Japanese management Decision-Making
On Tuesday, June 17th, a cross-cultural management seminar, jointly organized by the Organization Sciences department and DUJAT (Dutch-Japanese Trade Federation), was held at VU University. The theme of this seminar was decision-making procedures in Japanese companies.
After the opening by Professor Peter Groenewegen and Geert Jan Mantel, Chairman of DUJAT, Wilfried Claus (program director for Innovation of HRM Strategy, Ministry of Foreign Affairs) introduced the theme of the seminar by discussing his experiences working in various cross-cultural contexts (ASML, Teijin, Ministry of Foreign Affairs).
The first speaker, Mark Okamoto shared his experiences as CEO of Furukawa Rock Drill Europe B.V. he elaborated on the Japanese decision-making procedures of hanko, ringi and nemawashi. He concluded that the key to a good cross-cultural collaboration is respecting each other’s cultures and accepting the differences as they are.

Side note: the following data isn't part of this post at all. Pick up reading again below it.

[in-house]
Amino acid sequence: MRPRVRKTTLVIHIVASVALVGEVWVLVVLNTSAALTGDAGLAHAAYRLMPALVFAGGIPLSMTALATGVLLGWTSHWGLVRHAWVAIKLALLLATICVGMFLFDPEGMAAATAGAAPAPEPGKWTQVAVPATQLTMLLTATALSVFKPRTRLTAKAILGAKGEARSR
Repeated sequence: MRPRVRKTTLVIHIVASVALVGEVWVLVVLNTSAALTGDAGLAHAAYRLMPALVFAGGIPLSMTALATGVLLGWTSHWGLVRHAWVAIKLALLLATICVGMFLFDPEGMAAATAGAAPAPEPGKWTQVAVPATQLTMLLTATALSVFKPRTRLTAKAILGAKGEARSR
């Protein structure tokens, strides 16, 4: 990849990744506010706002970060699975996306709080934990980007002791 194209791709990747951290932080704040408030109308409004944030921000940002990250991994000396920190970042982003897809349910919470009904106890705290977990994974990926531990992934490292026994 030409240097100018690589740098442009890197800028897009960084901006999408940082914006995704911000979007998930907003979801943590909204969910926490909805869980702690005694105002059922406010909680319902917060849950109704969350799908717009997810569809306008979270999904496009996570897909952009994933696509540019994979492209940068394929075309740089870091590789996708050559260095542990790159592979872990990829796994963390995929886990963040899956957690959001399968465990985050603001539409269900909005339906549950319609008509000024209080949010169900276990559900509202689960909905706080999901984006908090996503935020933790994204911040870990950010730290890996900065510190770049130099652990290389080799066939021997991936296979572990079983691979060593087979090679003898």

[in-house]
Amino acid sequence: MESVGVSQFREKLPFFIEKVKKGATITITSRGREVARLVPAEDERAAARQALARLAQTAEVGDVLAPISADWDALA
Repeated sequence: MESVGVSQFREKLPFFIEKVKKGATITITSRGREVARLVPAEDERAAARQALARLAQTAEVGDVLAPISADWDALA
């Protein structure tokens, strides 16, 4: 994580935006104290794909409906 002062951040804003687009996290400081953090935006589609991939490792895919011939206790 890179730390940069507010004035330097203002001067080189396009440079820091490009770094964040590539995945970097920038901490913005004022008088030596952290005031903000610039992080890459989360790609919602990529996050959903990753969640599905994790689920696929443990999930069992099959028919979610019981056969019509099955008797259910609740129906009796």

Next, Julie Ferguson (Assistant Professor, dept. of organizational sciences, VU) talked about the role of knowledge and social networks in decision-making processes. By taking a look at a social networking perspective, Julie explained that knowledge is mostly shared through core persons in an organization. These do not necessarily have to be managers, but can be members of all organizational levels. Therefore, it is important to zoom in at the micro-level of practices.
Greetje Corporaal (PhD candidate, dept. of organizational sciences, VU ) talked about how people deal with differences in reporting and decision-making processes that take place in geographically dispersed and cross-cultural settings. She elaborated upon the boundaries that emerge in everyday collaborative work, and emphasized that differences cannot always be pre-ascribed to culture. By zooming in on the everyday processes and practices, we can better understand the origins of decision-making impediments and improve common understanding across cultures and contexts.
The last speaker, Willem Visser ‘t Hooft (Attorney at law, Japan Business Services), discussed the legal and cultural differences between Japanese and Dutch companies, and the problems and challenges that they create. He also elaborated on his personal experiences, working as a lawyer in Dutch-Japanese settings for 14 years.
Radboud Molijn (Managing Director DUJAT), and moderator Wilfried Claus led the interactive discussion at the end of the seminar, which were followed with networking drinks.
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